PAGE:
iBooks to support regular ePub titles | iLounge News


iBooks to support regular ePub titles


According to a new page on Apple’s website devoted to the new iBooks application for the iPad, iBooks will support non-DRM ePub books not downloaded from the iBookstore. According to the text, “you can add free ePub titles to iTunes and sync them to the iBooks app on your iPad.” In addition, iBooks also supports Apple’s VoiceOver technology. “iBooks works with VoiceOver, the screen reader in iPad, so it can read you the contents of any page,” the site says. Finally, the app will offer the ability to tap and hold on any word to look it up in the iPad’s built-in dictionary, in Wikipedia, or search for it within the book or on the web. iBooks will be a free download for iPad users from the App Store.

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This all looks like very good news to me. Currently I read my DRMed books on the Kindle App and my non-DRMed, epub book on Stanza. Having one application would be great.  Having automatic syncing would also be great. But what’s still missing is iBooks for the iPhone/iPod touch. I look forward to reading on the iPad, but currently and into the future I have times when the only piece of tech on my is my iPod Touch. If iBooks could sync my books and my bookmarks to two devices, it really would be the killer eReader application.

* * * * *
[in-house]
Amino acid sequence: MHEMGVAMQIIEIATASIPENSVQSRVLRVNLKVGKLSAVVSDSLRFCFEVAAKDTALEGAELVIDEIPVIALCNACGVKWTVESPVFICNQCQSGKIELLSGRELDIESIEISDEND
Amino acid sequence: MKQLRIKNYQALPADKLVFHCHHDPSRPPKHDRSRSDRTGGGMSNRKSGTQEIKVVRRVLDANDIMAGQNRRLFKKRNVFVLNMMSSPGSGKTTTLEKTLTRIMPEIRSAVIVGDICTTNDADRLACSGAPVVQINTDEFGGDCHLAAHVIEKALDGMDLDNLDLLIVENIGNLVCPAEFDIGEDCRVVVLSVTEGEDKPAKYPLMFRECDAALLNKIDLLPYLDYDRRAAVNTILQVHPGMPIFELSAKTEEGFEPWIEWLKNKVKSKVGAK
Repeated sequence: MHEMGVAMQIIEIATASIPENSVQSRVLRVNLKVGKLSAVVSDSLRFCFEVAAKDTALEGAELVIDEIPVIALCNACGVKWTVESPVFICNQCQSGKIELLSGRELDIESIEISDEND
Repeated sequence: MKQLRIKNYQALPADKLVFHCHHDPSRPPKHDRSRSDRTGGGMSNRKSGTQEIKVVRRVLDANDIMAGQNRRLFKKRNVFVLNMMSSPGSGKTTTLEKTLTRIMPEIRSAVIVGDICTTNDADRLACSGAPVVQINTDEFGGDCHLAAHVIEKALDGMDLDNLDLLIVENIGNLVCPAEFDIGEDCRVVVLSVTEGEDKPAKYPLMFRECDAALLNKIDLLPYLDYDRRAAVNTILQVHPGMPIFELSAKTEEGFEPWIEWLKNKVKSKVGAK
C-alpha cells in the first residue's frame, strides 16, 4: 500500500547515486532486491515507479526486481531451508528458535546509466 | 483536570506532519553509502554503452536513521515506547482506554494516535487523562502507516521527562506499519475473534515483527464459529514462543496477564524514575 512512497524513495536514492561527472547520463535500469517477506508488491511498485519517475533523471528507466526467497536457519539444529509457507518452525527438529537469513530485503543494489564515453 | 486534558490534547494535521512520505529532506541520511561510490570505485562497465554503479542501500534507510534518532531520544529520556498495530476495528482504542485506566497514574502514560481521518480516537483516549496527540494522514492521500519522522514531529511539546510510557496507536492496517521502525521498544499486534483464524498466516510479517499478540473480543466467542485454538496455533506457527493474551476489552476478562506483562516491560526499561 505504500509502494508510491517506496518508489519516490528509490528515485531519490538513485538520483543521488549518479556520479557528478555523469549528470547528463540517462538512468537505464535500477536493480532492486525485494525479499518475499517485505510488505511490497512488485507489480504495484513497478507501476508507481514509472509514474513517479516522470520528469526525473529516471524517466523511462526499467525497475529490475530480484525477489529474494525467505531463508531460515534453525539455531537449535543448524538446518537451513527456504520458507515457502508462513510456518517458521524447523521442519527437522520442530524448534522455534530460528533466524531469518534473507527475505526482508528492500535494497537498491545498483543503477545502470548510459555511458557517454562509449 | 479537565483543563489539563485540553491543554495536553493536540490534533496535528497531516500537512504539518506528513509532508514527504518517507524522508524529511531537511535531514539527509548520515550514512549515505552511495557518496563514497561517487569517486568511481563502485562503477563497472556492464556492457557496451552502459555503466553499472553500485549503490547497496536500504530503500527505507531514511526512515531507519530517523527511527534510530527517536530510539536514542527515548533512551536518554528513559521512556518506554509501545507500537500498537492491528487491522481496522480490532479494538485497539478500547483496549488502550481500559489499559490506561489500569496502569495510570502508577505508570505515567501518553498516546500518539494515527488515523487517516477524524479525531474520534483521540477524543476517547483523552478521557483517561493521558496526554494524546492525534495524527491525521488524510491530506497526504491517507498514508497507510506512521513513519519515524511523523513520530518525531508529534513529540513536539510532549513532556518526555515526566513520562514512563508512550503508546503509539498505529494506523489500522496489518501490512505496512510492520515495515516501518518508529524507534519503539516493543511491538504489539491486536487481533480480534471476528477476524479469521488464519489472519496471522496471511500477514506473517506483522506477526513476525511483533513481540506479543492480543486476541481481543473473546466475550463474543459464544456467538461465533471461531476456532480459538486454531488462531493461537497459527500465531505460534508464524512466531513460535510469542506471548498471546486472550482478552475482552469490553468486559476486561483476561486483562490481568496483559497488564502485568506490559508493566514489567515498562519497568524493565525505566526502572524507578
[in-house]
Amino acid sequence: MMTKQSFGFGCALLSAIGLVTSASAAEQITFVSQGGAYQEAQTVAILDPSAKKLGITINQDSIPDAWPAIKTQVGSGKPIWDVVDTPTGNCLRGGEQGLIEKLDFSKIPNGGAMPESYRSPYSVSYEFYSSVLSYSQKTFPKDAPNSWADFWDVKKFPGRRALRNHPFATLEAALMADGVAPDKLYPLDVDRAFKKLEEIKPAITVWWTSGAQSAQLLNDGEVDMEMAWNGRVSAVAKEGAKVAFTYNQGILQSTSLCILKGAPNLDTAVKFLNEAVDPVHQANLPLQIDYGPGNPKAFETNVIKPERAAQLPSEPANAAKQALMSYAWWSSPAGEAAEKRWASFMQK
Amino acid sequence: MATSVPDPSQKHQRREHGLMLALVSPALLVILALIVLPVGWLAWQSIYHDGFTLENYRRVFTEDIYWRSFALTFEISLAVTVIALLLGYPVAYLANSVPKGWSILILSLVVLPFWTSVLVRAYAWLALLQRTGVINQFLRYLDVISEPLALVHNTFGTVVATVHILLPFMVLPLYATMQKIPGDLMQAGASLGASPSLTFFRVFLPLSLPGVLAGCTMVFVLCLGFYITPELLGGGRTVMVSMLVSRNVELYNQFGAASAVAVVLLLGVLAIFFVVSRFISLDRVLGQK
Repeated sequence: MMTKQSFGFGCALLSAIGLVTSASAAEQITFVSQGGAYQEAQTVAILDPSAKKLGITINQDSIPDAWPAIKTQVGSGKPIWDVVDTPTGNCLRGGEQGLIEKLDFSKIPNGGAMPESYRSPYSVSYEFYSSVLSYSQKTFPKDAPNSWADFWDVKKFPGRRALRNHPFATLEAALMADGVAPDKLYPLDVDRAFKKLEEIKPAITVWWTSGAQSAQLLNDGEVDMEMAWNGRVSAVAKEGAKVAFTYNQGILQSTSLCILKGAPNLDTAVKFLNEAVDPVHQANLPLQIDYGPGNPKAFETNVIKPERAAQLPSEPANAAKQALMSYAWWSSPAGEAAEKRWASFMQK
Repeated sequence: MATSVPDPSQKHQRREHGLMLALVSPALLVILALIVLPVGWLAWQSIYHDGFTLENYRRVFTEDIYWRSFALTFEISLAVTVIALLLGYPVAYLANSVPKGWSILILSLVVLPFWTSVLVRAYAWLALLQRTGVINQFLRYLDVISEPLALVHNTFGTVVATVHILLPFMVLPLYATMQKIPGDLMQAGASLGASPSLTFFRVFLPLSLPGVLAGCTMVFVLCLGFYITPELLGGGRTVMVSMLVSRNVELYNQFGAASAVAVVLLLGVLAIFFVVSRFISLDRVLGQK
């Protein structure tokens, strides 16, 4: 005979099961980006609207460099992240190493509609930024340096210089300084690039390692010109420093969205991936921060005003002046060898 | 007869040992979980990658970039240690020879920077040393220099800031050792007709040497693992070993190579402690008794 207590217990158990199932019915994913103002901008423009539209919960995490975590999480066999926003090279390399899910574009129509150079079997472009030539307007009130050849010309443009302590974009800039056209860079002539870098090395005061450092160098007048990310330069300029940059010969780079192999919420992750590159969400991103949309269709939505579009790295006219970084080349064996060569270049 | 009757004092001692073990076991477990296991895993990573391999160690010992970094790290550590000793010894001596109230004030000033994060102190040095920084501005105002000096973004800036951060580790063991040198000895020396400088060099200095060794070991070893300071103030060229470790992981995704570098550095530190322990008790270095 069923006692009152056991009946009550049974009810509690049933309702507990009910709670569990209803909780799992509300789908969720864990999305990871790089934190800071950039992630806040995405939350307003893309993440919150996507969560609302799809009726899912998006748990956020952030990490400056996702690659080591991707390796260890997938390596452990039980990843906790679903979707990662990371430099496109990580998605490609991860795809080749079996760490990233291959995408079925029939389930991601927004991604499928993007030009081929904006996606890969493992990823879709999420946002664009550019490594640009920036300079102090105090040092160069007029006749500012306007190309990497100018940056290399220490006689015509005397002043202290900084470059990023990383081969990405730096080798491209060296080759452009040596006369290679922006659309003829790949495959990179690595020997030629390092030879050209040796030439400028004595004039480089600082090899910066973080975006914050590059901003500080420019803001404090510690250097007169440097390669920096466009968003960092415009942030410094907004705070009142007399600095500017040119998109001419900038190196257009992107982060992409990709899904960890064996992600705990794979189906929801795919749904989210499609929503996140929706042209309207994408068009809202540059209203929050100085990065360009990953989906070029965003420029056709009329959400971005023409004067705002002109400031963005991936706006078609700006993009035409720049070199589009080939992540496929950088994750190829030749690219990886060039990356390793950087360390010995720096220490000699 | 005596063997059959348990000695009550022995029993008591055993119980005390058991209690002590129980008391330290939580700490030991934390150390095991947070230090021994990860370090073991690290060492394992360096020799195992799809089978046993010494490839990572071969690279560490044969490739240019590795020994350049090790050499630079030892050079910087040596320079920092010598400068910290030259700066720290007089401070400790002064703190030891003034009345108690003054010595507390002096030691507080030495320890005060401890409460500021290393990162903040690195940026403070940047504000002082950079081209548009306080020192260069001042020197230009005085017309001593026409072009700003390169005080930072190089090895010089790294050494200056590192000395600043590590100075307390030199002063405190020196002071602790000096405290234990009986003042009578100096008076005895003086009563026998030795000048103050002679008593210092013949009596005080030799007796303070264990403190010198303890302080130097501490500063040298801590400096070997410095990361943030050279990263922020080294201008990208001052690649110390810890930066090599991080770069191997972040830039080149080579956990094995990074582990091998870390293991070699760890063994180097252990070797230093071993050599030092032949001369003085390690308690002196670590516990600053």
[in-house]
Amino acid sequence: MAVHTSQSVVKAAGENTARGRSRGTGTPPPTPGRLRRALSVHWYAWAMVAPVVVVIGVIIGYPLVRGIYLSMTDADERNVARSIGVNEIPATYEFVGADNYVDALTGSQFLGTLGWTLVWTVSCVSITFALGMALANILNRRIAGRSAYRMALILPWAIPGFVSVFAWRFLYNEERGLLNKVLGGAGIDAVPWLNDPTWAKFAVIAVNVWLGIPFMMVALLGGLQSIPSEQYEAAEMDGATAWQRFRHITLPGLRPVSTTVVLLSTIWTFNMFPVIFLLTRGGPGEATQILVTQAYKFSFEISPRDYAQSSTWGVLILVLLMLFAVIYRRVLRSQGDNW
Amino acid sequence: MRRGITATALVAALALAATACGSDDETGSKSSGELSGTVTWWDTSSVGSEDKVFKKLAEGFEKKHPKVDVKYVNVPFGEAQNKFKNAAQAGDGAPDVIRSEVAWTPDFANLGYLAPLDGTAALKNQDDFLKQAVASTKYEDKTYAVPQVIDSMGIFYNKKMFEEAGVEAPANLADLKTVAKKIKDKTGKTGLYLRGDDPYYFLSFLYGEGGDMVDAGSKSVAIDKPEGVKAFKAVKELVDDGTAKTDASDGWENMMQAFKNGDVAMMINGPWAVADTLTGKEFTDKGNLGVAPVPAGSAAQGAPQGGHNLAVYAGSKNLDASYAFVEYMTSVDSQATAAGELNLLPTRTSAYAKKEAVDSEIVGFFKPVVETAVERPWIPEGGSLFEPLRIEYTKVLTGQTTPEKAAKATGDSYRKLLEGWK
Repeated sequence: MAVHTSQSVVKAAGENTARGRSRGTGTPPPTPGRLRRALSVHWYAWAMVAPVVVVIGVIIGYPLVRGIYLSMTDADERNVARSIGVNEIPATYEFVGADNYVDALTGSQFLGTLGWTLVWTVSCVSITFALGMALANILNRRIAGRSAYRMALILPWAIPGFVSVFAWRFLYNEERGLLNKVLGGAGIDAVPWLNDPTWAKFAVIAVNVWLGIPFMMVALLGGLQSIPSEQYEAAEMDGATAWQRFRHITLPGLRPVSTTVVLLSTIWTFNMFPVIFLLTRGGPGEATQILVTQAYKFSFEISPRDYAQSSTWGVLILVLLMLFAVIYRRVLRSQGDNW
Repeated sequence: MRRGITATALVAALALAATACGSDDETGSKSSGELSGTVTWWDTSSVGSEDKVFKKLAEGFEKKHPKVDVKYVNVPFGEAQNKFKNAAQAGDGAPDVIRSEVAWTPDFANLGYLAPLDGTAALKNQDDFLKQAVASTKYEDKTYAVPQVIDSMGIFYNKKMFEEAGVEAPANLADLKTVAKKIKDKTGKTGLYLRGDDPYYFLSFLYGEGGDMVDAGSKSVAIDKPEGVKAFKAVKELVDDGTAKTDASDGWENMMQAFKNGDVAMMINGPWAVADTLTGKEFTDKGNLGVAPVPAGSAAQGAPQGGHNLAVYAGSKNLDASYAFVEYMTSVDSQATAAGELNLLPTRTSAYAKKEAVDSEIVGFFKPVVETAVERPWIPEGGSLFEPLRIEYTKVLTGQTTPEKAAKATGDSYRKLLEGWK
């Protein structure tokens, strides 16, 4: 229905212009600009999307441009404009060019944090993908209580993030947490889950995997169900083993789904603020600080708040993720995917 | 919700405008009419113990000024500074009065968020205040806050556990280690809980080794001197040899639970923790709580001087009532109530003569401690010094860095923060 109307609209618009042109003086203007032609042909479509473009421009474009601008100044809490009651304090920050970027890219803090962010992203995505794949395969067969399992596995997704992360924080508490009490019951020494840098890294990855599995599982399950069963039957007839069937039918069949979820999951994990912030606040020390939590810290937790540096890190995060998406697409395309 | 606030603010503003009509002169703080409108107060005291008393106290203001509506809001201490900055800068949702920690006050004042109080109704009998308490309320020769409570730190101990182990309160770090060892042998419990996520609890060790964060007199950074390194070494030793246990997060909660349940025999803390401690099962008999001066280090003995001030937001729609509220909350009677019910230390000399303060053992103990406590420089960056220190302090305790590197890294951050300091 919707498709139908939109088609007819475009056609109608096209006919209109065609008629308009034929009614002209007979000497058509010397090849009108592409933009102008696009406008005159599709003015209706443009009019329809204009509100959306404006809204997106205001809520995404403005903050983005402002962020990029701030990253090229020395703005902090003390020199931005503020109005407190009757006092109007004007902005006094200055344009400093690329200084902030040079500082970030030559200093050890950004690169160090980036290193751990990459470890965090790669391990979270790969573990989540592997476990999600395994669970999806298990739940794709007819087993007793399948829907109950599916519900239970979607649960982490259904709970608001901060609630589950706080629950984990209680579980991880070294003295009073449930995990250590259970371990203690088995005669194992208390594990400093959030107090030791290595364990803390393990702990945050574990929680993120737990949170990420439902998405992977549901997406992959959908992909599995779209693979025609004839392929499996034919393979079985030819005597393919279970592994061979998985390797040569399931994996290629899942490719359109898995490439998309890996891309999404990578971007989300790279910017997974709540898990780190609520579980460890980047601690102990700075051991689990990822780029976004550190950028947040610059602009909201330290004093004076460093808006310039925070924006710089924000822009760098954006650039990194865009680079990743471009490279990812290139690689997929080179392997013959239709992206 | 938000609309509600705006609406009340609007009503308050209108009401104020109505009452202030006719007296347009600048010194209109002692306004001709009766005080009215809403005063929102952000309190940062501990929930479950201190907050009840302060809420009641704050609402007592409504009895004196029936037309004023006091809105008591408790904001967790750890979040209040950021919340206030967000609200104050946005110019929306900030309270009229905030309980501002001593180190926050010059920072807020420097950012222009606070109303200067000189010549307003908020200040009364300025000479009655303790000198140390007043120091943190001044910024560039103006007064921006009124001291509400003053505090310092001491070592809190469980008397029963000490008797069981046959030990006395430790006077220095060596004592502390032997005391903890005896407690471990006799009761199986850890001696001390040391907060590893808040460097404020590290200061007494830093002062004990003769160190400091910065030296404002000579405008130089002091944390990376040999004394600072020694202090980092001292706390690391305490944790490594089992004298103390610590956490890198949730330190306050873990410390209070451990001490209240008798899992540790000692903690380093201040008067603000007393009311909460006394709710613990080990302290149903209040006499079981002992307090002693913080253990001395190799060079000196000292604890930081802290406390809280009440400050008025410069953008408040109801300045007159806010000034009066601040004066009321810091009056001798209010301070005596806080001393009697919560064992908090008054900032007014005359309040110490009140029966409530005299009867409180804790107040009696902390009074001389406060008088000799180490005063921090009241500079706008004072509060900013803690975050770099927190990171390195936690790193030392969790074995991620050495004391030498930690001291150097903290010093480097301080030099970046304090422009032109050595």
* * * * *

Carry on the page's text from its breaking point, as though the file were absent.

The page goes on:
Posted by Rob E. on March 12, 2010 at 11:23 AM (CST)


I’m a bit confused about the ability to “...add free ePub titles to iTunes and sync them to the iBooks app on your iPad.” Where are free ePub titles available? Also, I currently use the Barnes&Nobles; eReader, is it possible for me to sync the titles I have on the B&N eReader and sync it to the iPad?

Posted by MightyMa on March 13, 2010 at 8:20 AM (CST)


Good news. I’ll be interested in seeing how one can download a free ePub book from a non-Apple site into iTunes on the iPad.

Now, there’s both a Kindle app and a Stanza app for iPhone/iPod Touch. I’m wondering if we’ll see them on the iPad.

BTW, I haven’t heard about more publishers being signed up.

Posted by MelM on March 14, 2010 at 7:45 PM (CDT)


Many out-of-copyright books are available on-line in a number of formats. Look up Project Gutenberg for a large supply of titles. Also there are programs to take other formats (all without copyprotection, I believe) and convert them to epub format. I think Stanza’s desktop client might do that, as does Calibre.  There are also epub authoring tools. The open source version I’ve been using is Sigil. This has enabled me to merge text files from Project Gutenberg with image files from other sources to create an epub file with most of the text and visual content of the original item.

As for B&N titles, I believe they are copy-protected.  I would not expect iBooks to work with another vendor’s copy protection, so unless the copy protection is broken, I would bet that iBooks will not play B&N books and that you will have to use a specific B&N reader for those items

Posted by Rob E. on March 15, 2010 at 12:01 PM (CDT)

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